How to Become a Head Athletic Trainer?
Steps to Become an Athletic TrainerBefore pursuing a career as an athletic trainer, it's important to understand what the role entails. While formal training is necessary, athletic trainers have skills that you can't learn in a classroom. Successful athletic trainers excel at motivating others, being dependable, and understanding what their clients need. Many clients seek an athletic trainer to help them make physical improvements or recover from injuries, so empathy is vital. If you enjoy helping others and are goal-oriented, this may be a good job for you. In this article, we provide five steps for becoming an athletic trainer.
Pursue an athletic training degree.
If you want to work as a licensed athletic trainer, you'll first have to earn a bachelor's degree in athletic training. When choosing a program, make sure it has an accreditation from the Commission on Accreditation of Athletic Training Education (CAATE). An accredited program proves to license boards and employers that you've undergone rigorous training that meets professional standards. You can expect program coursework to include anatomy, physiology, and nutrition. You'll also participate in hands-on clinical education.
While pursuing a master's degree isn't necessary for entry-level employment, earning one can expand your career opportunities, especially if you want to work with a collegiate or professional athletic team.
Apply for athletic training internships.
As you complete your degree, consider applying for an athletic training internship. Interns are typically responsible for setting up equipment, cleaning equipment, and distributing supplements after a training session. They also assist senior trainers with evaluating and monitoring a client's performance. An internship will give you practical experience and help you expand your professional network. Plus, it can turn into a permanent position, and it looks good on your resume.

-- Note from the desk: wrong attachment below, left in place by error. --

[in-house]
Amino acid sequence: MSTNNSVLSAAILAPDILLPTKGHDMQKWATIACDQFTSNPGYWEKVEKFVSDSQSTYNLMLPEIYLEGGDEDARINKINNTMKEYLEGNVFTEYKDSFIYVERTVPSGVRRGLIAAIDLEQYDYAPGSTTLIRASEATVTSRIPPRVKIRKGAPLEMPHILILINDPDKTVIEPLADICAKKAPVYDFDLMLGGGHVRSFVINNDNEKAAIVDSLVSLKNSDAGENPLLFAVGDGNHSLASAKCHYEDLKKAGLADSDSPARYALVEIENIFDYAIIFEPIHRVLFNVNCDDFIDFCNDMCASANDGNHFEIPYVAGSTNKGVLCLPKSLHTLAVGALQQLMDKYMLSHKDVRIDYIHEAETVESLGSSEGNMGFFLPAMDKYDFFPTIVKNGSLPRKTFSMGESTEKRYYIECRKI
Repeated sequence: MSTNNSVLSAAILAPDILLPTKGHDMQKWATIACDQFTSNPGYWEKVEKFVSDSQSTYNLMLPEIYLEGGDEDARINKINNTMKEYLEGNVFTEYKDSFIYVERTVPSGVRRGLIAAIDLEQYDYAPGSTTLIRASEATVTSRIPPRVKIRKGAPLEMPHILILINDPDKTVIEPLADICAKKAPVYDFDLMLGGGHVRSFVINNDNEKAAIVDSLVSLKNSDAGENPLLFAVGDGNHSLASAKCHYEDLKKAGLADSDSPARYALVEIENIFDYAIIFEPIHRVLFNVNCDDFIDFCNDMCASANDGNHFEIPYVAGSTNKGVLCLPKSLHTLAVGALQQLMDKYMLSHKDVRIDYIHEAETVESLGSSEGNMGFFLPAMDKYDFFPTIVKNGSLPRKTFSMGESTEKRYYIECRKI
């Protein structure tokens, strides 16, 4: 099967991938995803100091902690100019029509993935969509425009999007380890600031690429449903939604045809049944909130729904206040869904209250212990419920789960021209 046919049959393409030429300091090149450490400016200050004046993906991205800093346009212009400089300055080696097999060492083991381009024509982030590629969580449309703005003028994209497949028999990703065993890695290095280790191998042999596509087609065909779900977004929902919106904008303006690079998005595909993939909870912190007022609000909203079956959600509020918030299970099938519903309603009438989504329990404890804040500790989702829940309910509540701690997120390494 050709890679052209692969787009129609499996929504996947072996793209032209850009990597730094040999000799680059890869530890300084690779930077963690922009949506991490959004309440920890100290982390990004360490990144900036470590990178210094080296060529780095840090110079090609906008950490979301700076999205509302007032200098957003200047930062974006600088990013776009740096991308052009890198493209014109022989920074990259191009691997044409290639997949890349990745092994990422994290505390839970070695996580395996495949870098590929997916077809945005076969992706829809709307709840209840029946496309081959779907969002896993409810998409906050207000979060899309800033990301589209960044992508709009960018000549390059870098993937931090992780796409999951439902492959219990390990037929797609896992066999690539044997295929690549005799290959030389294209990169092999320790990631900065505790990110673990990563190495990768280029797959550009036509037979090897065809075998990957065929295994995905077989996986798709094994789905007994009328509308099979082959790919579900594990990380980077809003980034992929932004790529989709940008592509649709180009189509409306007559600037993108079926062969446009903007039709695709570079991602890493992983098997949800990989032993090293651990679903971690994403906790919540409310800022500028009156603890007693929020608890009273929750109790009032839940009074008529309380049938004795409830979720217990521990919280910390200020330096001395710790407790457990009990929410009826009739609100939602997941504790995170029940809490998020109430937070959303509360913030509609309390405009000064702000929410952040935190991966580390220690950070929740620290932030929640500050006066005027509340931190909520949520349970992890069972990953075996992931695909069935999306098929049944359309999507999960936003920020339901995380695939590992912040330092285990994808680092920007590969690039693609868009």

Pass the BOC exam.
After earning your degree, you can sit for the Board of Certification for the Athletic Trainer (BOC) exam. The exam consists of 175 questions and covers subjects like injury diagnosis, emergency care, and rehabilitation. Scores for the exam are tabulated on a scale from 200 to 800, with 500 being the minimum passing score. After passing the exam, you'll need to complete 25 continuing education units every two years to maintain your certification.
Apply for athletic trainer jobs.
As soon as you receive your BOC certification, you can start applying for athletic trainer jobs. While you might dream of working for a university or professional sports team, you'll need some experience before landing such a high-profile position. Hospitals, fitness centers, and recreational centers are all places where you can hone your professional skills and acclimate to working with clients.
Join a professional organization.
Athletic training is an ever-evolving field, so it's vital to keep up with the latest developments. Joining a professional organization like the National Athletic Trainers' Association (NATA) will give you access to essential educational materials. Plus, you can attend workshops and other events where you can expand your knowledge and your professional network.
Head Athletic Trainer Career Path
Assistant Director of Athletic Training
Associate Director of Athletic Training
Head Athletic Trainer
Total Pay Trajectory
Head Athletic Trainer Career Path
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